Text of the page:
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When gastroenterology meets radiology: air under right diaphragm
  1. Grigoriy E Gurvits
  1. Gastroenterology, New York University Medical Center, New York City, NY 10016, USA
  1. Correspondence to Dr Grigoriy E Gurvits, Gastroenterology, New York University Medical Center, New York City, NY 10016, USA; g_gurvits{at}hotmail.com

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Clinical presentation

A middle-aged patient with cystic fibrosis presented to the clinic with progressively worsening constipation requiring over-the-counter laxative use. He was not in distress, and physical examination was notable for percussive tympany over the right upper quadrant with caudally displaced liver. Review of laboratory analysis was unremarkable, including normal cell count, electrolytes, hepatic function and negative coeliac panel. Assessment of previous CT imaging of the abdomen unexpectedly revealed air under the right diaphragm (figure 1).

Question

What is the diagnosis?

Answer

Close inspection of the CT scan was notable for presence of air with haustral markings, suggesting a pseudopneumoperitoneum resulting from colonic interposition between the liver and right diaphragm (figure 1, arrow). Colonoscopy showed a narrow angulated entrance to the proximal transverse colon which was gently navigated with a paediatric instrument using carbon dioxide as the insufflating agent. No obstructing lesions were found. The patient was subsequently discharged home in stable condition on oral Senokot and Docusate regimen.

First described by Demetrius Chilaiditi in 1910,1 this type of pseudopneumoperitoneum is seen when part of the transverse colon becomes interposed between the liver and diaphragm due to compromised local anatomy. Its prevalence is rare, accounting for an estimated 0.025%–0.28% of the general population.2 It can be associated with schizophrenia, mental retardation, cirrhosis, phrenic nerve palsy, colonic redundancy and obesity. Chilaiditi sign does not change with position, and close inspection allows visualisation of colonic haustra. Physical examination may be remarkable for tympany over the right upper quadrant without abdominal tenderness or rebound. Symptomatic constipation, bloating, pain or vomiting in the presence of Chilaiditi sign characterises Chilaiditi syndrome. Complications are uncommon, but may include colonic volvulus, ischaemia and bowel obstruction. Treatment of underlying medical condition and symptomatic medical support lead to clinical improvement. Proper recognition of Chilaiditi sign in a patient with abdominal pain is important as radiological image may be erroneously mistaken for a sign of perforated viscus and lead to an unnecessary emergent surgery.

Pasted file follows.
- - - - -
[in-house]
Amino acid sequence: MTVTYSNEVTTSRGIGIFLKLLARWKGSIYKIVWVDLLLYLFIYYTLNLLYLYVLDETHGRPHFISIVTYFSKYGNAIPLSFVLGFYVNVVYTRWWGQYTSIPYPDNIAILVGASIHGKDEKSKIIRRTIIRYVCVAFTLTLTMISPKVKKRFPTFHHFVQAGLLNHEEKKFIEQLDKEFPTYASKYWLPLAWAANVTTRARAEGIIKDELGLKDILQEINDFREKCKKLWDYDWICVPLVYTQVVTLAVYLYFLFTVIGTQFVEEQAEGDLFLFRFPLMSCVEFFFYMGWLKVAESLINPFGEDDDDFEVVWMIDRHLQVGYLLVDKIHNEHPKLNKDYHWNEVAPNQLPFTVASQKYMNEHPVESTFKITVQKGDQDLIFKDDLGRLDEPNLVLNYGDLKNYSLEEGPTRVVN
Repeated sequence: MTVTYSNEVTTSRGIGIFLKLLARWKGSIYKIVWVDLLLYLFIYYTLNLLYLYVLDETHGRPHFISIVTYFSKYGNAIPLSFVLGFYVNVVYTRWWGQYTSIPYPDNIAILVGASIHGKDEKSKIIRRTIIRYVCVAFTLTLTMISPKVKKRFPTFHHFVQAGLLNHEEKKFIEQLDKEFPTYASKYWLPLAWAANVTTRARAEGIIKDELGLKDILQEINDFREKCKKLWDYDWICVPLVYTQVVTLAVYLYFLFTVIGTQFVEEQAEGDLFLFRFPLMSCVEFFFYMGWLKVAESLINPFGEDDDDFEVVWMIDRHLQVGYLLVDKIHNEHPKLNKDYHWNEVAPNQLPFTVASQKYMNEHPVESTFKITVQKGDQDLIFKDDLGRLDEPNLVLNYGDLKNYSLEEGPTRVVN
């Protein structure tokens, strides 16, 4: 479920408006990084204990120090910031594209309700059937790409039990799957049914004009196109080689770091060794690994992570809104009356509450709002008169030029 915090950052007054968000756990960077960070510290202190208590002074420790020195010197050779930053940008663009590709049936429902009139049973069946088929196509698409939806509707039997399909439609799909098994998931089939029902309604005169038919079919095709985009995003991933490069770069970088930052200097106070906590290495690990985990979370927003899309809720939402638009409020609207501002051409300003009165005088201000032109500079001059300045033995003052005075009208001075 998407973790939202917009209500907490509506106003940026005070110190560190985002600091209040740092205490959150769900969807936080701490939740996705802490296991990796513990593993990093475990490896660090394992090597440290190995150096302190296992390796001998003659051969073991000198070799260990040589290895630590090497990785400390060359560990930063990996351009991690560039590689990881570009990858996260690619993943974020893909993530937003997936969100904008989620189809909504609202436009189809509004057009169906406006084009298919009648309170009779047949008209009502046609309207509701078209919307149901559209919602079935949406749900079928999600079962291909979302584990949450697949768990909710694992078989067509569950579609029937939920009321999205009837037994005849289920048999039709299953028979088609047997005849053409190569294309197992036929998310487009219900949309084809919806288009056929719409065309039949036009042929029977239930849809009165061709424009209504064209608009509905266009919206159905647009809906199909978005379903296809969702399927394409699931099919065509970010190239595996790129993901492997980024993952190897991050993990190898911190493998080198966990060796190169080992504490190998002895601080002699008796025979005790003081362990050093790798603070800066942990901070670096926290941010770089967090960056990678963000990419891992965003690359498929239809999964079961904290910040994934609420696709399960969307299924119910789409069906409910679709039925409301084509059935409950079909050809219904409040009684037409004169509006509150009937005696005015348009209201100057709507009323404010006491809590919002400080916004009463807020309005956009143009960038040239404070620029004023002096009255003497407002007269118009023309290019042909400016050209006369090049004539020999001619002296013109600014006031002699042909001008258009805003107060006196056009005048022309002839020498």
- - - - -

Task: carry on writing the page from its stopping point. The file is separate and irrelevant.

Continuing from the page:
References

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Footnotes

  • Funding The authors have not declared a specific grant for this research from any funding agency in the public, commercial or not-for-profit sectors.

  • Competing interests None declared.

  • Patient consent for publication Not required.

  • Provenance and peer review Not commissioned; internally peer reviewed.

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